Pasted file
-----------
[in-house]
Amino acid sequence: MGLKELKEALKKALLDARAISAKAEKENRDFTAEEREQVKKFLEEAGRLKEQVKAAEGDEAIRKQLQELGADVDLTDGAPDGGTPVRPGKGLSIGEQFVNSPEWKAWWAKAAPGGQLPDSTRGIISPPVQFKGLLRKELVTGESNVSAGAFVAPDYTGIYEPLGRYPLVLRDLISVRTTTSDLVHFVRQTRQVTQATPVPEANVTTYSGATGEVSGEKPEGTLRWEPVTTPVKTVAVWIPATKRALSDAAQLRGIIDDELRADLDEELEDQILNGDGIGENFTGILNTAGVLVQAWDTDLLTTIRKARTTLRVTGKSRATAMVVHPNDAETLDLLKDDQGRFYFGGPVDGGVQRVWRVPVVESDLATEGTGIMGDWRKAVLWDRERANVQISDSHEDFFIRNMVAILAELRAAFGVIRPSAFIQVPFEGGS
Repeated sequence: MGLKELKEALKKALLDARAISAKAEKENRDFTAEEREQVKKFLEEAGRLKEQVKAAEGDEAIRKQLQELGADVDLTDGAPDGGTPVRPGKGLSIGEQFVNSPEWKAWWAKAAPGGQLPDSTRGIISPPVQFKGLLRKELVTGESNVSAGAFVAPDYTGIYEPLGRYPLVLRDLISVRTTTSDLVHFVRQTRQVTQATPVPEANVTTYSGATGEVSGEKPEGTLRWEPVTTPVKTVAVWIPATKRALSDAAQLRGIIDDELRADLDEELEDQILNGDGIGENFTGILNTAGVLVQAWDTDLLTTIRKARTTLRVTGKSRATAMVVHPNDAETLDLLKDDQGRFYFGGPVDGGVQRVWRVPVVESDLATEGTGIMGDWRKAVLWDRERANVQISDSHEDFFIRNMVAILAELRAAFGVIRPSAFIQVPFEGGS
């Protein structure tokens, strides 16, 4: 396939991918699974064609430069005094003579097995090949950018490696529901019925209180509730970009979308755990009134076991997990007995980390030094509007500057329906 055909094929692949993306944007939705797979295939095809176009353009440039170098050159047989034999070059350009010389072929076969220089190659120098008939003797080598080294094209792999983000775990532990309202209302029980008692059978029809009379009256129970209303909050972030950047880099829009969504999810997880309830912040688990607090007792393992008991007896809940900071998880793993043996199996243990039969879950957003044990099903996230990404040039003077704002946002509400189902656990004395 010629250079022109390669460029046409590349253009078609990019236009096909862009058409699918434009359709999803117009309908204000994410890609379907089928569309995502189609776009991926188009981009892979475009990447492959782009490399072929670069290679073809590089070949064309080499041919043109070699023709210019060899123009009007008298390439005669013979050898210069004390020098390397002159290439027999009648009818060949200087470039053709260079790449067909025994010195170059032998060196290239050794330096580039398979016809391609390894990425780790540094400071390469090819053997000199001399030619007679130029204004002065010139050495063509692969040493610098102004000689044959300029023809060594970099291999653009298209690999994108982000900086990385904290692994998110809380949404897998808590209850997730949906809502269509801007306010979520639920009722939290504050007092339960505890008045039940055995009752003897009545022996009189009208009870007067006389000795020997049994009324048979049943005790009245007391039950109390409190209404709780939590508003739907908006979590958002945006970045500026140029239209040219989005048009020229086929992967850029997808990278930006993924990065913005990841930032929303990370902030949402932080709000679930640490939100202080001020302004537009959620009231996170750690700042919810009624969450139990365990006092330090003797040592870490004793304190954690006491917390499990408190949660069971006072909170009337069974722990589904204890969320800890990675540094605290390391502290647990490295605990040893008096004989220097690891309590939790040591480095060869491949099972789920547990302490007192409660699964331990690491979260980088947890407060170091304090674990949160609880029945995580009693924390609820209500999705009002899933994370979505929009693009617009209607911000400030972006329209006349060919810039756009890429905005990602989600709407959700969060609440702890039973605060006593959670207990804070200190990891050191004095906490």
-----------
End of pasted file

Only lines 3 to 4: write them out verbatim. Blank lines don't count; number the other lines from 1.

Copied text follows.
Repeated sequence: MGLKELKEALKKALLDARAISAKAEKENRDFTAEEREQVKKFLEEAGRLKEQVKAAEGDEAIRKQLQELGADVDLTDGAPDGGTPVRPGKGLSIGEQFVNSPEWKAWWAKAAPGGQLPDSTRGIISPPVQFKGLLRKELVTGESNVSAGAFVAPDYTGIYEPLGRYPLVLRDLISVRTTTSDLVHFVRQTRQVTQATPVPEANVTTYSGATGEVSGEKPEGTLRWEPVTTPVKTVAVWIPATKRALSDAAQLRGIIDDELRADLDEELEDQILNGDGIGENFTGILNTAGVLVQAWDTDLLTTIRKARTTLRVTGKSRATAMVVHPNDAETLDLLKDDQGRFYFGGPVDGGVQRVWRVPVVESDLATEGTGIMGDWRKAVLWDRERANVQISDSHEDFFIRNMVAILAELRAAFGVIRPSAFIQVPFEGGS
């Protein structure tokens, strides 16, 4: 396939991918699974064609430069005094003579097995090949950018490696529901019925209180509730970009979308755990009134076991997990007995980390030094509007500057329906 055909094929692949993306944007939705797979295939095809176009353009440039170098050159047989034999070059350009010389072929076969220089190659120098008939003797080598080294094209792999983000775990532990309202209302029980008692059978029809009379009256129970209303909050972030950047880099829009969504999810997880309830912040688990607090007792393992008991007896809940900071998880793993043996199996243990039969879950957003044990099903996230990404040039003077704002946002509400189902656990004395 010629250079022109390669460029046409590349253009078609990019236009096909862009058409699918434009359709999803117009309908204000994410890609379907089928569309995502189609776009991926188009981009892979475009990447492959782009490399072929670069290679073809590089070949064309080499041919043109070699023709210019060899123009009007008298390439005669013979050898210069004390020098390397002159290439027999009648009818060949200087470039053709260079790449067909025994010195170059032998060196290239050794330096580039398979016809391609390894990425780790540094400071390469090819053997000199001399030619007679130029204004002065010139050495063509692969040493610098102004000689044959300029023809060594970099291999653009298209690999994108982000900086990385904290692994998110809380949404897998808590209850997730949906809502269509801007306010979520639920009722939290504050007092339960505890008045039940055995009752003897009545022996009189009208009870007067006389000795020997049994009324048979049943005790009245007391039950109390409190209404709780939590508003739907908006979590958002945006970045500026140029239209040219989005048009020229086929992967850029997808990278930006993924990065913005990841930032929303990370902030949402932080709000679930640490939100202080001020302004537009959620009231996170750690700042919810009624969450139990365990006092330090003797040592870490004793304190954690006491917390499990408190949660069971006072909170009337069974722990589904204890969320800890990675540094605290390391502290647990490295605990040893008096004989220097690891309590939790040591480095060869491949099972789920547990302490007192409660699964331990690491979260980088947890407060170091304090674990949160609880029945995580009693924390609820209500999705009002899933994370979505929009693009617009209607911000400030972006329209006349060919810039756009890429905005990602989600709407959700969060609440702890039973605060006593959670207990804070200190990891050191004095906490």